DENVER – At the first official event Sunday of the Torah reading about forgiveness and the future., a choir belted out a gospel song and was followed by a rabbi reciting a
Helen Prejean, the Catholic nun who wrote “Dead Man Walking,” assailed the death penalty and the use of torture.
Young Muslim women in headscarves sat near older African-American women in their finest Sunday hats.
Four years ago, such a scene would have been unthinkable at a Democratic National Convention. In 2004, there was one interfaith lunch at the Democratic gala in Boston.
But that same year, “values voters” helped re-elect party leaders listen to them., giving Democrats of faith the opening they needed to make
The result was on display at Sunday’s interfaith service, staged in a theater inside the Colorado Convention Center, and will be evident throughout the convention agenda and on the sidelines.
There will be four “faith caucus” meetings, blessings to open and close each night, and panels and parties run by Democratic-leaning religious advocacy groups that didn’t even exist in 2004 — not to mention protests from religious groups and leaders opposed to the Democratic platform.
Other challenges may come from within. At Sunday’s service, Bishop Charles Blake, head of the predominantly black Church of God in Christ and a self-described pro-life Democrat, said Barack Obama should be pressed to “elaborate upon his stated intention to reduce the number of abortions by providing alternative programs.”
One hallmark of Democratic faith efforts at the convention is diversity, which might soften objections from party activists wary of theor any mixing of . Behind the scenes, efforts to attract the religious vote will concentrate largely on Christian “values voters.”
“If we create or become a mirror image of the religious right, we have failed,” said Burns Strider, who ran religious outreach for Hillary Clinton’s campaign and now does faith-based. “But if we have increased the number of chairs around the table, … then we’ve succeeded.”
One reason religion is playing such a prominent role at this week’s convention is that Obama has made faith outreach prominent in his campaign.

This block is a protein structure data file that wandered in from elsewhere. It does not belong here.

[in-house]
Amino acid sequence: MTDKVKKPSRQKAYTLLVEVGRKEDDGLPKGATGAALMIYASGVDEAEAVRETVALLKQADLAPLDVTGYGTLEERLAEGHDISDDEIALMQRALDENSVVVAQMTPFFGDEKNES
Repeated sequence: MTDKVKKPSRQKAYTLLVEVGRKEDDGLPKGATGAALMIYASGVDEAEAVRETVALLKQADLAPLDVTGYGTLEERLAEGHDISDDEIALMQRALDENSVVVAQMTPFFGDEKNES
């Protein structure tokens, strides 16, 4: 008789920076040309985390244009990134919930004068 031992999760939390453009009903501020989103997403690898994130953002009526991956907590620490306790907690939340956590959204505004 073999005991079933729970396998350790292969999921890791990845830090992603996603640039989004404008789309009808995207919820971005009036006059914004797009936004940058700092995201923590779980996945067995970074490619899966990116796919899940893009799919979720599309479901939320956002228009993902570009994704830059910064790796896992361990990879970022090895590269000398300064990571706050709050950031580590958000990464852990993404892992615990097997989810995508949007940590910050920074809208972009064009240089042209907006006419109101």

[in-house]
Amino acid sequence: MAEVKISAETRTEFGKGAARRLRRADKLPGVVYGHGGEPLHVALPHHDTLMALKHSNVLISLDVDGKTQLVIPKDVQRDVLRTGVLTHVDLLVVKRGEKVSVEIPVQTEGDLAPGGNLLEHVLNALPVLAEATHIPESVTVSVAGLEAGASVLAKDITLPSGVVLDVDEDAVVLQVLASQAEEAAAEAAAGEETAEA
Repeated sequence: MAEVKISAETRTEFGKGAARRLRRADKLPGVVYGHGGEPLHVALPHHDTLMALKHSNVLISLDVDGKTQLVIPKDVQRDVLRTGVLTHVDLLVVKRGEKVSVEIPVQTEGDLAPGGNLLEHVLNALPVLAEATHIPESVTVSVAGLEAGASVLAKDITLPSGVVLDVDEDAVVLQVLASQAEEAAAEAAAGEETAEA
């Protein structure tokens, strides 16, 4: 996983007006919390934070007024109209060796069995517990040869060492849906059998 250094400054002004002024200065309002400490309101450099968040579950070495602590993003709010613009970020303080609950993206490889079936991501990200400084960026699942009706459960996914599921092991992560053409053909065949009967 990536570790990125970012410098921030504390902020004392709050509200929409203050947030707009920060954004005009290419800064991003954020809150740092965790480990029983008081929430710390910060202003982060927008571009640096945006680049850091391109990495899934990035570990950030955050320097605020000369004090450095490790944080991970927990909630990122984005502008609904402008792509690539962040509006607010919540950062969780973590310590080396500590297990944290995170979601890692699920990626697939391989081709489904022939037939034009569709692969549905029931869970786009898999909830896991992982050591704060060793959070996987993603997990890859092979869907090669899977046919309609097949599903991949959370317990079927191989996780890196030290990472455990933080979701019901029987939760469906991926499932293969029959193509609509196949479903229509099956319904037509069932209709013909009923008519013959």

“People of faith are being engaged in the convention in a new and robust way ,and it’s because of Senator Obama’s acknowledgment that people of faith and values have an important place in American public life,” said Joshua DuBois, the Obama campaign’s religious affairs director.
The campaign is giving a platform to people who otherwise would not have been invited to or attended a Democratic convention. One example is, a moderate evangelical megachurch pastor from Orlando, Fla., who will offer the benediction Thursday, the night Obama accepts the nomination.
“Now there’s a genuine interest in speaking with groups and religious groups who were previously considered enemies,” said Rachel Laser, who works on culture issues for the centrist Democratic think tank Third Way.
Laser helped broker compromise language in the Democrats’ abortion platform that acknowledges the need to help women who want to keep their pregnancies. Hunter and liberal evangelical leaderwere involved, as were new groups such as Catholics in Alliance for the .
Despite all the effort, there is little evidence religious votes are shifting. A Pew poll released last week showed the political preferences of religious voters, including highly sought Catholics and white evangelicals, have scarcely budged since 2004.
Catholics are up for grabs, but white evangelicals have become so solidly Republican, Obama has little chance of carving too deeply into the Republican lead, said Allen Hertzke, a University of Oklahoma political scientist.
“There still is a possibility that Obama will chip into the Republican advantage with this religious outreach,” Hertzke said. “Even if he gains just a few points, that could be decisive in a close election.”
Pennsylvania Gov. Ed Rendell was supposed to give “closing remarks” during this afternoon’s Shorenstein Center-sponsored panel discussion with all three Sunday show moderators — NBC’s Tom Brokaw, ABC’s George Stephanopoulous and CBS’s Bob Schieffer — but instead, he opened up a can of worms about bias in 2008 election coverage
“Ladies and gentleman, the coverage of Barack Obama was embarrassing,” said Rendell, in the ballroom at Denver’s Brown Palace Hotel. “It was embarrassing.”
Rendell, an ardent Hillary Rodham Clinton supporter during the primaries, now backs Obama in the general election. Brokaw and Rendell began debating campaign coverage, including the on-air comments by Lee Cowan, and when MSNBC came up, Rendell went after the cable network.
“MSNBC was the official network of the Obama campaign,” Rendell said, who called their coverage “absolutely embarrassing.”
Chris Matthews, Rendell said, “loses his impartiality when he talks about the Clintons.”
At that point, PBS’s Judy Woodruff, who was moderating the moderators event, said: “Why don’t we let Governor Rendell sit down.”
That was met with applause from the crowd of big-time media figures, which included Arianna Huffington, Gwen Ifill, Al Hunt, and Chuck Todd.
Woodruff allowed Brokaw to respond, and in defending the network, he said that Matthews and Keith Olbermann are “not the only voices” on MSNBC.
(This post has been updated with additional quotes)
20 Aug, 200
Below are a list of reason why I would like to leave Islam: